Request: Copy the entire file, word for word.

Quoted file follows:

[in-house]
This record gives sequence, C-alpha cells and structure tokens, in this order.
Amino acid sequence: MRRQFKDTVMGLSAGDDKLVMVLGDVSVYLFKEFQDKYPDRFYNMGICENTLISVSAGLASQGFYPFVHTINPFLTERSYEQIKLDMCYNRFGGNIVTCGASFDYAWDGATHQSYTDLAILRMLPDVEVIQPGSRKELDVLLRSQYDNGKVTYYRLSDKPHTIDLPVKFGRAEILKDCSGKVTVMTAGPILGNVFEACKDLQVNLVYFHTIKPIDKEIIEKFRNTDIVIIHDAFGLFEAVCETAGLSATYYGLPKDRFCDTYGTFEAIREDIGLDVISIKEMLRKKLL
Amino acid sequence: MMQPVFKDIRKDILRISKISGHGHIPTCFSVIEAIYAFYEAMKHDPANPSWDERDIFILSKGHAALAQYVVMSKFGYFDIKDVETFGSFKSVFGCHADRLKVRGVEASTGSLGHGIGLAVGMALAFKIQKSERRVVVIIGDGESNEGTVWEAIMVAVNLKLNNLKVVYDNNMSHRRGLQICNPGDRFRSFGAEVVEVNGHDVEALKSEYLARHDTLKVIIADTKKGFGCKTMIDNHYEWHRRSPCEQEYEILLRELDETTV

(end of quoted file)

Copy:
[in-house]
This record gives sequence, C-alpha cells and structure tokens, in this order.
Amino acid sequence: MRRQFKDTVMGLSAGDDKLVMVLGDVSVYLFKEFQDKYPDRFYNMGICENTLISVSAGLASQGFYPFVHTINPFLTERSYEQIKLDMCYNRFGGNIVTCGASFDYAWDGATHQSYTDLAILRMLPDVEVIQPGSRKELDVLLRSQYDNGKVTYYRLSDKPHTIDLPVKFGRAEILKDCSGKVTVMTAGPILGNVFEACKDLQVNLVYFHTIKPIDKEIIEKFRNTDIVIIHDAFGLFEAVCETAGLSATYYGLPKDRFCDTYGTFEAIREDIGLDVISIKEMLRKKLL
Amino acid sequence: MMQPVFKDIRKDILRISKISGHGHIPTCFSVIEAIYAFYEAMKHDPANPSWDERDIFILSKGHAALAQYVVMSKFGYFDIKDVETFGSFKSVFGCHADRLKVRGVEASTGSLGHGIGLAVGMALAFKIQKSERRVVVIIGDGESNEGTVWEAIMVAVNLKLNNLKVVYDNNMSHRRGLQICNPGDRFRSFGAEVVEVNGHDVEALKSEYLARHDTLKVIIADTKKGFGCKTMIDNHYEWHRRSPCEQEYEILLRELDETTV